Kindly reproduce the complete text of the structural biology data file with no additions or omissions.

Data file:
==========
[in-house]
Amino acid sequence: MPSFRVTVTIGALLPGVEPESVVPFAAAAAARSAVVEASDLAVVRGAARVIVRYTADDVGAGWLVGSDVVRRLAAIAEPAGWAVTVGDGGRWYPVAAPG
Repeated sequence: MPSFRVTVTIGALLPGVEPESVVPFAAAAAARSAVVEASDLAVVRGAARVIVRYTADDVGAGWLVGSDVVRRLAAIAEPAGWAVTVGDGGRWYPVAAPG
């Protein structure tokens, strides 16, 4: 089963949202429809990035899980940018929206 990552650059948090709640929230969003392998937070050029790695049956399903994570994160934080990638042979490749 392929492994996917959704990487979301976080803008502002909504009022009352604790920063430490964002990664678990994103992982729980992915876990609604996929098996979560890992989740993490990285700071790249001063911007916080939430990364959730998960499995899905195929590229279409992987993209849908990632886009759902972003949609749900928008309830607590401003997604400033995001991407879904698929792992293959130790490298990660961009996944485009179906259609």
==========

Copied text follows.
[in-house]
Amino acid sequence: MPSFRVTVTIGALLPGVEPESVVPFAAAAAARSAVVEASDLAVVRGAARVIVRYTADDVGAGWLVGSDVVRRLAAIAEPAGWAVTVGDGGRWYPVAAPG
Repeated sequence: MPSFRVTVTIGALLPGVEPESVVPFAAAAAARSAVVEASDLAVVRGAARVIVRYTADDVGAGWLVGSDVVRRLAAIAEPAGWAVTVGDGGRWYPVAAPG
């Protein structure tokens, strides 16, 4: 089963949202429809990035899980940018929206 990552650059948090709640929230969003392998937070050029790695049956399903994570994160934080990638042979490749 392929492994996917959704990487979301976080803008502002909504009022009352604790920063430490964002990664678990994103992982729980992915876990609604996929098996979560890992989740993490990285700071790249001063911007916080939430990364959730998960499995899905195929590229279409992987993209849908990632886009759902972003949609749900928008309830607590401003997604400033995001991407879904698929792992293959130790490298990660961009996944485009179906259609």